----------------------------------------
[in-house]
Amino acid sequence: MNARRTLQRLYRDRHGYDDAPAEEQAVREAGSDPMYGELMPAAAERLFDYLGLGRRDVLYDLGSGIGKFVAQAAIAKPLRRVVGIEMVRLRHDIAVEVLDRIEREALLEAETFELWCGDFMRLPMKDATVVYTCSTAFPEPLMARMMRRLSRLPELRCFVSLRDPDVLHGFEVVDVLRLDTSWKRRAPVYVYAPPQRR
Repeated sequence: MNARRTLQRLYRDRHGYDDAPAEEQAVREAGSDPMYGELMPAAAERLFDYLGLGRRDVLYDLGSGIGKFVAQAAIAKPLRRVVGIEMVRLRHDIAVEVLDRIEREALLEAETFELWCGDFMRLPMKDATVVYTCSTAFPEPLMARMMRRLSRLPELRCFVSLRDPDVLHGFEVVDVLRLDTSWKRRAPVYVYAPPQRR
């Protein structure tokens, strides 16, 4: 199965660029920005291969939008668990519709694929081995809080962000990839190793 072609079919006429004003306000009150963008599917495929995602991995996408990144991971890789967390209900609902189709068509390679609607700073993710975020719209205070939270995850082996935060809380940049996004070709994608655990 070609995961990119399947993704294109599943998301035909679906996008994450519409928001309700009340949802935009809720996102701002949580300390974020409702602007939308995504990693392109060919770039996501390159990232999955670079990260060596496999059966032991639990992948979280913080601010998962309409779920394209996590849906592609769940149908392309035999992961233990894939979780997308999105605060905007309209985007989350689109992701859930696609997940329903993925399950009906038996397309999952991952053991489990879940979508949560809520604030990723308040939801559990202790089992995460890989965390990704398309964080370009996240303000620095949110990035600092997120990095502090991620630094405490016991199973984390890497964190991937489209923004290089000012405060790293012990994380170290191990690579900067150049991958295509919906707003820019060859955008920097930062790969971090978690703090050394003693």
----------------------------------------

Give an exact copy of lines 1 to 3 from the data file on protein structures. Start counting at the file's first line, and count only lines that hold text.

[in-house]
Amino acid sequence: MNARRTLQRLYRDRHGYDDAPAEEQAVREAGSDPMYGELMPAAAERLFDYLGLGRRDVLYDLGSGIGKFVAQAAIAKPLRRVVGIEMVRLRHDIAVEVLDRIEREALLEAETFELWCGDFMRLPMKDATVVYTCSTAFPEPLMARMMRRLSRLPELRCFVSLRDPDVLHGFEVVDVLRLDTSWKRRAPVYVYAPPQRR
Repeated sequence: MNARRTLQRLYRDRHGYDDAPAEEQAVREAGSDPMYGELMPAAAERLFDYLGLGRRDVLYDLGSGIGKFVAQAAIAKPLRRVVGIEMVRLRHDIAVEVLDRIEREALLEAETFELWCGDFMRLPMKDATVVYTCSTAFPEPLMARMMRRLSRLPELRCFVSLRDPDVLHGFEVVDVLRLDTSWKRRAPVYVYAPPQRR